It wasn’t too long ago when commuters would come out of the 7 train tunnel from Manhattan and see a large building covered in large, beautiful letters and characters–the iconic 5Pointz Aerosol Art Center. Today, that space is a hole in the ground, torn down to make way for a building that will lack the color and personality of 5Pointz. In Bushwick, however, inside and around Brooklyn Reclaimed, a place that is built on the idea of keeping with tradition, a collection of artists that included 5Pointz curator Meres One, came to once again give all of us a place where we can see the art form flourish. The unveiling of the event “Reclaimed” by Brooklyn Reclaimed and the #5PointzCreate crew took place this past Saturday.
Now how does a bunch of graffiti writers end up mixed with a furniture company? Well, while they may seem different, both sides have a mutual appreciation when it comes to keeping alive certain traditions. Brooklyn Reclaimed specializes in crafting furniture from reclaimed wood. The wood comes from all over Brooklyn, the craftsman store it, restore it to its former glory and craft it for use today. The graffiti writers are veterans who want to keep their traditions of painting on the street, because it’s on the street, where graffiti was born and raised. What could be viewed as so different, has actually come together to produce an art show where both traditions can be celebrated equally.
The artwork inside the gallery belong to the likes of Meres One, Danielle Mastrion, Ben Angotti, Lexi Bella, See TF, Auks One, among others. Outside of the gallery Meres, along with TooFly NYC, Sloke One, Topaz and the other artists featured in the show painted large murals, all of it using reclaimed wood from places like Coney Island, where old wood from the famous boardwalk was damaged due to Hurricane Sandy back in 2012. Today, that piece of Brooklyn history is now being put back to use as a canvas for artistic expression.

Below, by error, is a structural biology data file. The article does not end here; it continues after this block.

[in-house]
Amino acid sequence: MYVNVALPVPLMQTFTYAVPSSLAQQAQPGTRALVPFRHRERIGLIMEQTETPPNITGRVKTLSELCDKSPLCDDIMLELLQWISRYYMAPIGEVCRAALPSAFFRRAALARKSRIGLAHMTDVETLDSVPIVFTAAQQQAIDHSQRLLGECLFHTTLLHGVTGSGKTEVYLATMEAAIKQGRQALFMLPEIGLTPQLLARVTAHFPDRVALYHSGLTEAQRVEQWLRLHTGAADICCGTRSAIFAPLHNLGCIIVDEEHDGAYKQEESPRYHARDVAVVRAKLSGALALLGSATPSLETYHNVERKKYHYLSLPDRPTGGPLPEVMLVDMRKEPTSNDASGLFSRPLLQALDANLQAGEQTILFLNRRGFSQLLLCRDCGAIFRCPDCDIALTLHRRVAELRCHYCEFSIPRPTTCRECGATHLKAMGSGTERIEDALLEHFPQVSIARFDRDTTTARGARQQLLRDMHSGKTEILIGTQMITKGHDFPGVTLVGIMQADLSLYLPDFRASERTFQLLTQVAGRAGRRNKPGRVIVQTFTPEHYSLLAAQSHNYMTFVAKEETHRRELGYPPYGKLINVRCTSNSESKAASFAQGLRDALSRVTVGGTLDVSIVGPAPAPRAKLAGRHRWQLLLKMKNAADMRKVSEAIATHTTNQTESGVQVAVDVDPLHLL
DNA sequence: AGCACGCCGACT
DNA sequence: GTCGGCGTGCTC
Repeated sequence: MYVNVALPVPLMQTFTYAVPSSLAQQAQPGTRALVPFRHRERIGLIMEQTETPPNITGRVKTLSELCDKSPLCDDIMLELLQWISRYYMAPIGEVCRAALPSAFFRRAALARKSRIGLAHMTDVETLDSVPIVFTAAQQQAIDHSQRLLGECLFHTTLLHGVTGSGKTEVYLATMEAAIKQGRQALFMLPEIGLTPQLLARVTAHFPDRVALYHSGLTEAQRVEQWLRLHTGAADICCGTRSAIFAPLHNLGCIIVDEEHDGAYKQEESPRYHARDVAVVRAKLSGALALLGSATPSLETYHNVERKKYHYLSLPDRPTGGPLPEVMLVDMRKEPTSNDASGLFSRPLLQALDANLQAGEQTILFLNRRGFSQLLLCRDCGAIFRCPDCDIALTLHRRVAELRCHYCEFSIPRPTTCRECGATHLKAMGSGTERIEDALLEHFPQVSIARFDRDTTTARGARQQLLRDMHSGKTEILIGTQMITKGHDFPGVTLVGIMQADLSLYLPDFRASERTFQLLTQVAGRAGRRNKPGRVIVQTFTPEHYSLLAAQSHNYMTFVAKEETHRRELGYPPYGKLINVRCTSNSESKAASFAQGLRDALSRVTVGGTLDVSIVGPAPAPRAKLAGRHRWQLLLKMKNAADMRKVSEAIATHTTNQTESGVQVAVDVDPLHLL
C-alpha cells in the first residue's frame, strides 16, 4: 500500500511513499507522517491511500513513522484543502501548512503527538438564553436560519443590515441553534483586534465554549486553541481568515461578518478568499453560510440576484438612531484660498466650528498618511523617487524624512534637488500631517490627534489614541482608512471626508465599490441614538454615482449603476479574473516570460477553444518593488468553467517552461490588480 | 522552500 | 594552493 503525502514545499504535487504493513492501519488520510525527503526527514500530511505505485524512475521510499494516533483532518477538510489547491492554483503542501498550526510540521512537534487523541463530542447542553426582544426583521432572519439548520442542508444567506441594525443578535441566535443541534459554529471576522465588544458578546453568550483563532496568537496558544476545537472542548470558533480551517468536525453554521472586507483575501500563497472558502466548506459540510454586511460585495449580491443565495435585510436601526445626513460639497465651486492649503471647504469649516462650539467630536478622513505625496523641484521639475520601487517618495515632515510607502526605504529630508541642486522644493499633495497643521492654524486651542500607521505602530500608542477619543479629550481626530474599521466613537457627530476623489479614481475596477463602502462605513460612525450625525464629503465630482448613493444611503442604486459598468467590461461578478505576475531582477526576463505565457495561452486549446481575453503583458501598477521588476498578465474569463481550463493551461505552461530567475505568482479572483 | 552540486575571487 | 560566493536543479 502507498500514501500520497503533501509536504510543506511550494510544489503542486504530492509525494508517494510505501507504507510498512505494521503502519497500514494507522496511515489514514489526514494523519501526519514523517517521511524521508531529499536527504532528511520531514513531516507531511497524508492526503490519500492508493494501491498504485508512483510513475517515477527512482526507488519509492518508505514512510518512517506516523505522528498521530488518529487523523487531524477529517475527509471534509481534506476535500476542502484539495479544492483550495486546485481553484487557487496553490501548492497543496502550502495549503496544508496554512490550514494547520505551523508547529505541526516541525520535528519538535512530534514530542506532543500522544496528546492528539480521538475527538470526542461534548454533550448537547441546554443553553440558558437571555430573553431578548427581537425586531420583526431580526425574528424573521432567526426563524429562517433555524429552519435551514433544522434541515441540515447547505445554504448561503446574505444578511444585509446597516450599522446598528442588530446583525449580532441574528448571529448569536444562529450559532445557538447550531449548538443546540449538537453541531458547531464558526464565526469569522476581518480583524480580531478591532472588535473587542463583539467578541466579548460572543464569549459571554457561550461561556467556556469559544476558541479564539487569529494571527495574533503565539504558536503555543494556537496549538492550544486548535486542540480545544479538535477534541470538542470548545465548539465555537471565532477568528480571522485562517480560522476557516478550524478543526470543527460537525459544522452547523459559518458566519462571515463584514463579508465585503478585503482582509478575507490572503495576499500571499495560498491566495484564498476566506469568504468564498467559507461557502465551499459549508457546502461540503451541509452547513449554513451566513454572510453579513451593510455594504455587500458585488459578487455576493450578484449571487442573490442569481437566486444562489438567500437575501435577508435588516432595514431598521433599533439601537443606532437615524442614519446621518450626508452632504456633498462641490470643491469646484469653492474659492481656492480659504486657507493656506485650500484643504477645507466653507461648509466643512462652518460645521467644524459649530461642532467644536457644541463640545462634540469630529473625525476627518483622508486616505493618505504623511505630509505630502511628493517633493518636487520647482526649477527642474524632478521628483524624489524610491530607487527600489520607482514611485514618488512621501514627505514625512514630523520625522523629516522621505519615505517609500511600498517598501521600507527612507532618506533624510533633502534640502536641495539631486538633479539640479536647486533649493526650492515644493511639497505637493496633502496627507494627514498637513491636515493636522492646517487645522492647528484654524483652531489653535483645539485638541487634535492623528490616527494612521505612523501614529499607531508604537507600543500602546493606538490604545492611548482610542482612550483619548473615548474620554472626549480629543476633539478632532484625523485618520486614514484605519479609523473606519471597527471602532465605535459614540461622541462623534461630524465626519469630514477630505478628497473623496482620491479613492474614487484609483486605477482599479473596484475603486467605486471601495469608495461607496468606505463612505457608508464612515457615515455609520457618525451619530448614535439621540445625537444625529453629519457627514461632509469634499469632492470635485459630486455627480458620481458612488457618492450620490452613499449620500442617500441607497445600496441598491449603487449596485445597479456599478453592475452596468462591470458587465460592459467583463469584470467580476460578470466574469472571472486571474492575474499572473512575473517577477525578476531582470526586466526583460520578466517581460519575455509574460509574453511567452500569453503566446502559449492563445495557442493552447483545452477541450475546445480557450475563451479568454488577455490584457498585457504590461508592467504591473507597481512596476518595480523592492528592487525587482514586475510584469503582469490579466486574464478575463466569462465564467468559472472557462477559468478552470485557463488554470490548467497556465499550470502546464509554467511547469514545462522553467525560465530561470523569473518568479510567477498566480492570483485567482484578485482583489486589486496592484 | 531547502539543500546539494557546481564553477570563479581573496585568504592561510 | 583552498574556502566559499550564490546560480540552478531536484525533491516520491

Not only did the artists use the wood for their artwork, but according to photographer and Untapped Cities contributor Rachel Alban they also “cut, burnt, painted and polished” the wood before use. As she tells us, the artists are “pulling nails out of wood, sanding, and finishing each pane” before even raising that first bottle of spray paint. While continuing the traditions of making art on the streets of New York City, the graffiti veterans also became familiar with the traditions of wood cutting and carving. A blending of both worlds that perfectly encapsulates what the event was all about.
This is not going to be a singular event–more are planned for the future–with the people who own the property in love at the idea of artwork being seen on their way to or from the job. It shows that the story of 5Pointz didn’t end once the building came down, because here is the thing about graffiti–it came from the South Bronx and it was programmed to survive. With every wall that gets buffed or building that gets torn down, a community that once shunned graffiti now try to find it a new home. We may never have a place like 5Pointz again, but the people who helped make it what it was have not let that stop them from carrying its message. The destruction of 5Pointz was a loss to our city’s identity, but ever vigilant, the artists have continued to find new ways and new homes to keep tradition alive.
He wouldn’t mind having a new wooden desk for his bedroom. To help carry that thing contact the author @ChrisLInoa